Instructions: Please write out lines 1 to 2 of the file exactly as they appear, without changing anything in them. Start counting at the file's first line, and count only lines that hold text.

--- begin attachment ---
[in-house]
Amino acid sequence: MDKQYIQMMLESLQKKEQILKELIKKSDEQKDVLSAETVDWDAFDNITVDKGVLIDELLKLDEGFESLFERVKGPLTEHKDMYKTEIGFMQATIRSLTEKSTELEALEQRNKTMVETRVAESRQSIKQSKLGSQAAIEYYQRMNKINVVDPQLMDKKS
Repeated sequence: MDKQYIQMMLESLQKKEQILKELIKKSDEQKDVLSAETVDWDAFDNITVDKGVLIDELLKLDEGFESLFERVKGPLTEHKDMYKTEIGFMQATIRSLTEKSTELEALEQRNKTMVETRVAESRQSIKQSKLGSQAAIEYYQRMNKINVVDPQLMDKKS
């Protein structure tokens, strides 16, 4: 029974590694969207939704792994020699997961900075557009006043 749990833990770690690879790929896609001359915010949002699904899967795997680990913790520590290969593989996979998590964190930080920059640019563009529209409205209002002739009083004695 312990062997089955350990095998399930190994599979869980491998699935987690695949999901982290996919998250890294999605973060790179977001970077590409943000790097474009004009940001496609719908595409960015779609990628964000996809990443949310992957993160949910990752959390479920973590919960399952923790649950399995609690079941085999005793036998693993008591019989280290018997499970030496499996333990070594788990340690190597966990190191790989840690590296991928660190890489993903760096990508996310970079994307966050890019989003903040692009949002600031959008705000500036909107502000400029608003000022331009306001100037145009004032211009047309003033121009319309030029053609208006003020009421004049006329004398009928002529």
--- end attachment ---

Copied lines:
[in-house]
Amino acid sequence: MDKQYIQMMLESLQKKEQILKELIKKSDEQKDVLSAETVDWDAFDNITVDKGVLIDELLKLDEGFESLFERVKGPLTEHKDMYKTEIGFMQATIRSLTEKSTELEALEQRNKTMVETRVAESRQSIKQSKLGSQAAIEYYQRMNKINVVDPQLMDKKS